Her Christmas turkey will be cooked (perfectly) by following either Delia’s Christmas or the Good Housekeeping Christmas Cookbook. And she’s been hoarding lovely little stocking presents since August.

If you get invited to the Eminently-Competents for Christmas lunch, go. Everything will be delicious, served on time, and no-one will burst into tears.

(Some links in this post are affiliate links, which means you can click on the highlighted text to buy. If you do, I may get a small fee but it doesn’t affect the price you pay.)

Ideas for creative Christmas wreaths for all tastes

I love the simple contrasts in this wreath, spotted on a neighbour’s door.

Tweet your pix of Christmas door wreaths to @midsizegarden, and I’ll re-tweet them. And do spread the Christmas joy or frustration by sharing this using the buttons below – thank you!

12 Comments

  • For those who loved the pheasant feather wreaths, order yours next year from http://www.pluckingfabulous.co.uk. Venetia painstakingly makes them using the feathers from pheasant, French partridge, grouse, duck, turkey and peacock.

    she also makes heart shaped wreaths which are excellent wedding, engagement and Valentine’s Day gifts and can be hung all rear round.

    http://www.pluckingfaublous.co.uk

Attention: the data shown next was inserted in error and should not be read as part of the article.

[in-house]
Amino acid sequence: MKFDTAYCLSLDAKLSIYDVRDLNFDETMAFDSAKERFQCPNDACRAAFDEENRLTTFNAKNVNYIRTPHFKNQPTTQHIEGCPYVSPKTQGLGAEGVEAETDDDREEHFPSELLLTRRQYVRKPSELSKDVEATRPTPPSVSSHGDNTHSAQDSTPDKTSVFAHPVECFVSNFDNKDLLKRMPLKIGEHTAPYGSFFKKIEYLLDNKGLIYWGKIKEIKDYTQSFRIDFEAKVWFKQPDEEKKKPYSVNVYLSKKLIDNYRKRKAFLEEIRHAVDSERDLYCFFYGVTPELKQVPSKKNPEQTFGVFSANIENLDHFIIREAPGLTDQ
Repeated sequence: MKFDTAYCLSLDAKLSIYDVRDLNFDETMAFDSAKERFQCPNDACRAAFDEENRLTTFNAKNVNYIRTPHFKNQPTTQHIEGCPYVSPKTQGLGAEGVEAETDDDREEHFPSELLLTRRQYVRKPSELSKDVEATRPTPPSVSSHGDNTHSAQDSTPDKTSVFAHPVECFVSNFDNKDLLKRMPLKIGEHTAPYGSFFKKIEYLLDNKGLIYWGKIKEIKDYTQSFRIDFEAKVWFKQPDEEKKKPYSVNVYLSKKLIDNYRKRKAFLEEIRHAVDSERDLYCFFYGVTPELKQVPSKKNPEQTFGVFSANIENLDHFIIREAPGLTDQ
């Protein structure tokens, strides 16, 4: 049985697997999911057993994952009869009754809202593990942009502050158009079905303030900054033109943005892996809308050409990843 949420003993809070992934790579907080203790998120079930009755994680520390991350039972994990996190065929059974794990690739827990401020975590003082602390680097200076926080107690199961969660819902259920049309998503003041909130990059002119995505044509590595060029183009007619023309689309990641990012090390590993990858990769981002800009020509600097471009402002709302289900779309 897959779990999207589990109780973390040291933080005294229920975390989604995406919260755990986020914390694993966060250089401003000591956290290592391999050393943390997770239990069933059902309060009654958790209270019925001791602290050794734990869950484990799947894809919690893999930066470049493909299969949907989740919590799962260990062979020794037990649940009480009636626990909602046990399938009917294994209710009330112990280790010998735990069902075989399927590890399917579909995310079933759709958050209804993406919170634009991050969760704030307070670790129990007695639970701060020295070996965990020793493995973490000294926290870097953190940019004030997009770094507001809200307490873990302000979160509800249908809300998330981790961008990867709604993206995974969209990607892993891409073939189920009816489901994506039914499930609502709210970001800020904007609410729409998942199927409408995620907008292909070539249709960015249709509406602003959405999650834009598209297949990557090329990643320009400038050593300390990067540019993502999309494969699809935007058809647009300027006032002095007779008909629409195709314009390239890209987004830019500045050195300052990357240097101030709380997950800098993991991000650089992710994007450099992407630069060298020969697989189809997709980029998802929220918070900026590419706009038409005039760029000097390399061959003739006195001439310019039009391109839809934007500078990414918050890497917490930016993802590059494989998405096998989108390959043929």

• Celia says:

    Love this article. I usually love making my own wreath. Utterly untrained but in my chaotic world of work, cooking, shopping and wrapping, this is the only chance I have to sit quietly and do something that I love. It’s very cathartic. Having said that it’s five days to go and I’ve not got round to purchasing/cutting any of the constituent parts yet! The lovely Fenella Kelsey of Littlebourne has been making the most beautiful wreaths this year. Can send a pic if you’d like.

  • Sue D says:

    Brilliant – & witty – blog. I too am about to attempt mine – in the spare 5mins between card writing & present wrapping ….. so no idea what bracket it will eventually fit into ….??

  • Pauline says:

    This blog post is hilarious, Alexandra. I did a wreath making workshop yesterday, together with my mother. We had so much fun. I would love to say my wreaths fall into the first category, but maybe it says floral workshop. Hopefully, I will still know how to make my own wreath next year.
    Thank goodness my husband is making the turkey stuffing.

  • Lucie says:

    Am attempting mine this week. Worried all it will say about me is I am faintly bored with Christmas and would rather be on a hot sandy desert island somewhere! Thanks for a bit of inspiration. I will tweet a picture of last year’s mad effort.

  • Kevin says:

    I personally would go usually go for the professional look (if only I could pull it off as perfectly – perhaps one day), but have to say that the extrovert has been tempting me for a good while now… There’s my vote anyway, I hope whichever you plump for gives your front door a warm Christmassy welcoming appearance!